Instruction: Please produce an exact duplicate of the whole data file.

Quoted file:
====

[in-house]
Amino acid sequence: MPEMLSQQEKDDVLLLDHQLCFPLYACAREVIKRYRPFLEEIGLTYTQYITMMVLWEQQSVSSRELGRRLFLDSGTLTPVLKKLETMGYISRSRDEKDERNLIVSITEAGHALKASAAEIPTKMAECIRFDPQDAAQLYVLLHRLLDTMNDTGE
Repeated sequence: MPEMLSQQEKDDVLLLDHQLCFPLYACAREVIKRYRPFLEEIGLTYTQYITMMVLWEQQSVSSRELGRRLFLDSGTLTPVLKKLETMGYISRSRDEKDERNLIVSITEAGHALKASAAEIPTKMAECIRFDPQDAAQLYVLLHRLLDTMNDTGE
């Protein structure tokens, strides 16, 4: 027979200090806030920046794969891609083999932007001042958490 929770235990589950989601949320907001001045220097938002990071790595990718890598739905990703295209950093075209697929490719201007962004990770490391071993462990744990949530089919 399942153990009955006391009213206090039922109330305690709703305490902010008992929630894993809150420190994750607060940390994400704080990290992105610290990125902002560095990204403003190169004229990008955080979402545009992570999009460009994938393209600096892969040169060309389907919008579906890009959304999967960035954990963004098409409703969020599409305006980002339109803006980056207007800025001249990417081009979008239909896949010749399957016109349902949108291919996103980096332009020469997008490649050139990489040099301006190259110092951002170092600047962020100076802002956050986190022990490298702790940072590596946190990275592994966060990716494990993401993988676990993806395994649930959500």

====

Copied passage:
[in-house]
Amino acid sequence: MPEMLSQQEKDDVLLLDHQLCFPLYACAREVIKRYRPFLEEIGLTYTQYITMMVLWEQQSVSSRELGRRLFLDSGTLTPVLKKLETMGYISRSRDEKDERNLIVSITEAGHALKASAAEIPTKMAECIRFDPQDAAQLYVLLHRLLDTMNDTGE
Repeated sequence: MPEMLSQQEKDDVLLLDHQLCFPLYACAREVIKRYRPFLEEIGLTYTQYITMMVLWEQQSVSSRELGRRLFLDSGTLTPVLKKLETMGYISRSRDEKDERNLIVSITEAGHALKASAAEIPTKMAECIRFDPQDAAQLYVLLHRLLDTMNDTGE
């Protein structure tokens, strides 16, 4: 027979200090806030920046794969891609083999932007001042958490 929770235990589950989601949320907001001045220097938002990071790595990718890598739905990703295209950093075209697929490719201007962004990770490391071993462990744990949530089919 399942153990009955006391009213206090039922109330305690709703305490902010008992929630894993809150420190994750607060940390994400704080990290992105610290990125902002560095990204403003190169004229990008955080979402545009992570999009460009994938393209600096892969040169060309389907919008579906890009959304999967960035954990963004098409409703969020599409305006980002339109803006980056207007800025001249990417081009979008239909896949010749399957016109349902949108291919996103980096332009020469997008490649050139990489040099301006190259110092951002170092600047962020100076802002956050986190022990490298702790940072590596946190990275592994966060990716494990993401993988676990993806395994649930959500």